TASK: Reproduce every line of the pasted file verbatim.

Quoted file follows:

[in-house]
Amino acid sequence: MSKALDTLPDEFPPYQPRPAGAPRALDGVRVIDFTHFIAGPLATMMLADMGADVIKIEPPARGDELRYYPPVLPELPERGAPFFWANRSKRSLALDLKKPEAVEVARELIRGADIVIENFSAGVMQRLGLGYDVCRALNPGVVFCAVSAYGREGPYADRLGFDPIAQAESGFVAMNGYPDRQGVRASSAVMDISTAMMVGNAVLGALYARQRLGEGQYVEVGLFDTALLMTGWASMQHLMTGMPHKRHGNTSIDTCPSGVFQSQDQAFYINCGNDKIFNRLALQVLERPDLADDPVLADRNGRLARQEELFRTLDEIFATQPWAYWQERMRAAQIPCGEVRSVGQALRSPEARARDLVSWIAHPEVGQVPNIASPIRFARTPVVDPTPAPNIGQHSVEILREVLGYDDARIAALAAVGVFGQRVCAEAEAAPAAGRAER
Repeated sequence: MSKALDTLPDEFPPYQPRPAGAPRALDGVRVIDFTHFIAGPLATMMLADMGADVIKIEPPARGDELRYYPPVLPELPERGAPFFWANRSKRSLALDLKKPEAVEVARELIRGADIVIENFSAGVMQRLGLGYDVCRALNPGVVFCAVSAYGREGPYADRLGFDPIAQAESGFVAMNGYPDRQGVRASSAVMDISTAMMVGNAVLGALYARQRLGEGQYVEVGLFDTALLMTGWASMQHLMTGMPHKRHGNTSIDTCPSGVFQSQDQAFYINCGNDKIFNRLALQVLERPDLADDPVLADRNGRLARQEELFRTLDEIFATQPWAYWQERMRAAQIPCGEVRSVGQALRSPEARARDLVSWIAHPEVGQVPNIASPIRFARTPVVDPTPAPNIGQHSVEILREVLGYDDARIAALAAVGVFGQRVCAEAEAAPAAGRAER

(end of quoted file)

[in-house]
Amino acid sequence: MSKALDTLPDEFPPYQPRPAGAPRALDGVRVIDFTHFIAGPLATMMLADMGADVIKIEPPARGDELRYYPPVLPELPERGAPFFWANRSKRSLALDLKKPEAVEVARELIRGADIVIENFSAGVMQRLGLGYDVCRALNPGVVFCAVSAYGREGPYADRLGFDPIAQAESGFVAMNGYPDRQGVRASSAVMDISTAMMVGNAVLGALYARQRLGEGQYVEVGLFDTALLMTGWASMQHLMTGMPHKRHGNTSIDTCPSGVFQSQDQAFYINCGNDKIFNRLALQVLERPDLADDPVLADRNGRLARQEELFRTLDEIFATQPWAYWQERMRAAQIPCGEVRSVGQALRSPEARARDLVSWIAHPEVGQVPNIASPIRFARTPVVDPTPAPNIGQHSVEILREVLGYDDARIAALAAVGVFGQRVCAEAEAAPAAGRAER
Repeated sequence: MSKALDTLPDEFPPYQPRPAGAPRALDGVRVIDFTHFIAGPLATMMLADMGADVIKIEPPARGDELRYYPPVLPELPERGAPFFWANRSKRSLALDLKKPEAVEVARELIRGADIVIENFSAGVMQRLGLGYDVCRALNPGVVFCAVSAYGREGPYADRLGFDPIAQAESGFVAMNGYPDRQGVRASSAVMDISTAMMVGNAVLGALYARQRLGEGQYVEVGLFDTALLMTGWASMQHLMTGMPHKRHGNTSIDTCPSGVFQSQDQAFYINCGNDKIFNRLALQVLERPDLADDPVLADRNGRLARQEELFRTLDEIFATQPWAYWQERMRAAQIPCGEVRSVGQALRSPEARARDLVSWIAHPEVGQVPNIASPIRFARTPVVDPTPAPNIGQHSVEILREVLGYDDARIAALAAVGVFGQRVCAEAEAAPAAGRAER